What Matters

So there is a scene in the Woody Allen movie Annie Hall in which Woody’s character Alvy Singer is responding to charges that he is a downer, that he can’t enjoy life. And he says, “You know, if one guy is starving somewhere that puts a crimp in my whole evening.”

Rev. Mark Schaefer
Congregation of St. Thomas the Doubter
September 11, 2022
Luke 15:1–10

It’s meant to show his neurosis and his inability to enjoy the things he does have because he is imagining all of the suffering that must exist somewhere else. You can ask yourself if there’s something like that going on in the parable that Jesus tells. He tells us of a shepherd who has a hundred sheep—one of them goes missing, and the shepherd does everything he can to get the one sheep back. He talks of the woman who’s got ten silver coins—one of them goes missing, and she does everything she can to get the one back. We might wonder whether these people were incapable of enjoying what they had, incapable of enduring a world that is not turning out perfectly. They have to have the whole hundred sheep, all ten coins.

Most of us would probably say, “99 out of 100—that’s not too bad. I’m sure more sheep get lost to wolves in the average day than just this one going missing; I think I’m good.” So what is it, then, that is motivating these people to go out and spend all this time and energy? Is it simply an inability to accept the inequities and the imperfections of the world, or is there something else going on?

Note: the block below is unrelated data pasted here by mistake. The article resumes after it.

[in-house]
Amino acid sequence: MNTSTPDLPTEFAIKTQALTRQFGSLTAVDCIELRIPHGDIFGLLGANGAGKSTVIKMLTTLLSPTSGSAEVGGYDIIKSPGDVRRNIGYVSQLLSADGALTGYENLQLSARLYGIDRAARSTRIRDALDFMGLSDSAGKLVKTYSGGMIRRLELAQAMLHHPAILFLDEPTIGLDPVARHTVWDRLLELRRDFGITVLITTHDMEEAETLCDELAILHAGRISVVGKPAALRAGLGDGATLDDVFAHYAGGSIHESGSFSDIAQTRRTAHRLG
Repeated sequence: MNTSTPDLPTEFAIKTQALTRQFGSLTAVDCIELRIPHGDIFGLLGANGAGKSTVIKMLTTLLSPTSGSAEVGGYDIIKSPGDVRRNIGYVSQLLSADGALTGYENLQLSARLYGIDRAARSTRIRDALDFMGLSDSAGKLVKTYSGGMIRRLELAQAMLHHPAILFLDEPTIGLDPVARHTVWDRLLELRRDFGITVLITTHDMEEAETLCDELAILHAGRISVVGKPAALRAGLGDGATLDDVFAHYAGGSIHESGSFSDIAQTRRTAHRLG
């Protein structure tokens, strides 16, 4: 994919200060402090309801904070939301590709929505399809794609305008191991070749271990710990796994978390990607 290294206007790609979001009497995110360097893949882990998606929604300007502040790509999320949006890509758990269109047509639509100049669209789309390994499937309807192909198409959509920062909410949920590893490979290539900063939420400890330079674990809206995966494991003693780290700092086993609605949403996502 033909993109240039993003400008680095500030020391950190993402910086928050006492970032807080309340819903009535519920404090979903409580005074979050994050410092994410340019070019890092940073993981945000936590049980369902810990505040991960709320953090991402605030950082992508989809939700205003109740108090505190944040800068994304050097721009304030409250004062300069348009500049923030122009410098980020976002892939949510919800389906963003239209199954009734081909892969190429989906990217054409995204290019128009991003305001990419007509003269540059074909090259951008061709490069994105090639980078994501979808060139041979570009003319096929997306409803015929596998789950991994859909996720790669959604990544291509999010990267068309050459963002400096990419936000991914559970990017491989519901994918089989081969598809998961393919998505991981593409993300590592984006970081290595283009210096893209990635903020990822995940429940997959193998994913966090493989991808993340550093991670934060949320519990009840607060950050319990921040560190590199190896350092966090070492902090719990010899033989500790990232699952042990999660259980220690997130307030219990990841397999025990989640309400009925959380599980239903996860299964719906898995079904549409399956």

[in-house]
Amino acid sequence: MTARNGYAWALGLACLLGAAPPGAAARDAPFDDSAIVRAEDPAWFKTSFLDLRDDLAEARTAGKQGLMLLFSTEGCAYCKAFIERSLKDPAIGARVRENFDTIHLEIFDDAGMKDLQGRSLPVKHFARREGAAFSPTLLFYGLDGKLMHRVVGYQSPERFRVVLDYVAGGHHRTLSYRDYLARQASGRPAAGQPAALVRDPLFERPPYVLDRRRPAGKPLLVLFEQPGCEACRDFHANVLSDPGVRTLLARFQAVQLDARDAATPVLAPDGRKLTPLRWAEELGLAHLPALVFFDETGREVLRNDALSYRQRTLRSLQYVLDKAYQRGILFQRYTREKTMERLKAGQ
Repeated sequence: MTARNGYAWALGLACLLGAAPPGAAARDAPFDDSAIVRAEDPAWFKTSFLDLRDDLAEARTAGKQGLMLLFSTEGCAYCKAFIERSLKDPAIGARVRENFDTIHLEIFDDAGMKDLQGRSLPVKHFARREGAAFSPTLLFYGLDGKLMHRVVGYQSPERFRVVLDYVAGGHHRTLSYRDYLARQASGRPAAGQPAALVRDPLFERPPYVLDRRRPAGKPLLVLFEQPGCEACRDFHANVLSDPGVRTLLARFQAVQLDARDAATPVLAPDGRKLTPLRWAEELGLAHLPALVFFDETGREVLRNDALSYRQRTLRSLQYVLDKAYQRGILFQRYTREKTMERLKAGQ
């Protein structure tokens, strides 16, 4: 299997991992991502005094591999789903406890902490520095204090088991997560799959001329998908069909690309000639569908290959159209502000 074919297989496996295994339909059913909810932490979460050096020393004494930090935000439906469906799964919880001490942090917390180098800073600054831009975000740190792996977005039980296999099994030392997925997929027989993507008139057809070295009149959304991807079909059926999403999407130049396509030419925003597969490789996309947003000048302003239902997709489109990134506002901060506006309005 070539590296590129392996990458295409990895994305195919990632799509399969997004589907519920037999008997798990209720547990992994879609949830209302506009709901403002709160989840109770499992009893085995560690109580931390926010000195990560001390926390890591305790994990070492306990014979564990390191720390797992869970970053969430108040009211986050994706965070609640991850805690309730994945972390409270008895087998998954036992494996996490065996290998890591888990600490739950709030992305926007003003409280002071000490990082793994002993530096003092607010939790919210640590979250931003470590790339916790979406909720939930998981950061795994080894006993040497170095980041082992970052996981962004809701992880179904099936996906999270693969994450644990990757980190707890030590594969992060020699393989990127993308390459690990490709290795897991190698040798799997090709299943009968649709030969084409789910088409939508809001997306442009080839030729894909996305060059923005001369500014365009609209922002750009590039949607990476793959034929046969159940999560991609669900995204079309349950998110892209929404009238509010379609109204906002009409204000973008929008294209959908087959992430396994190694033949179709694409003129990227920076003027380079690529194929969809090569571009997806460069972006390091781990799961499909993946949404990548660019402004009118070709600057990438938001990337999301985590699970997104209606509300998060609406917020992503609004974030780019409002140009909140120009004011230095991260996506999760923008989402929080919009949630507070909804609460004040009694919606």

I often wonder, too, what the other sheep are thinking. I mean, they get left alone in the wilderness, so it’s not like the shepherd takes them home, puts them in the pen, and then goes back out. The shepherd just takes off and goes looking for this other lost sheep.

I was thinking that if we were to update this parable, we could tag on an ending where the shepherd comes home with the formerly lost sheep, and he shows the sheep to the others and says, “Rejoice with me! I found my lost sheep!”

The other sheep come up to the shepherd later and say, “What was that about? Why did you just ignore us? Why was it okay for you to spend special energy and special privileges on the one sheep who got lost? Are we nothing to you?”

The shepherd responds, “Of course, you’re something to me, but you were going to be fine, and I had to go after that sheep. That sheep matters.”

Whereupon the other sheep say, “All sheep matter.”

We don’t have to actually write this parable because we’re in the middle of living it. We’re in the middle of really struggling with the idea that we can focus on one or another individual or community that needs to be rescued and that it’s okay, in fact, it’s holy, to do so.

See, the thing about these parables is that they’re shocking. They’re presented to us in the context of explaining why Jesus is spending his time with disreputable people. His response is essentially, “Who wouldn’t?” But the answer is that most of us wouldn’t. Most of us would not spend the focused energy on the one missing person.

I’m sure you’ve all had that experience where you’ve invited 10 people and nine of them show up. No one knows where the tenth one is but everyone just assumes they’re fine. They don’t go looking, they don’t call, they don’t need to make sure this person’s okay. “I’m sure they’re fine. We’re here.”

See, it’s easy for us when we’re the 99 sheep. It’s easy for us to think, “Well, this is good; it’s working out for us.” But it’s not working out for that one sheep. That sheep needs help.

We don’t make this mistake in other things. When one house is on fire we don’t yell at the fire department for hosing down only that house: “Hey! All our houses are important! Aren’t you gonna hose them all down?” But it’s this one on fire—this one is the sheep that’s lost. That sheep matters.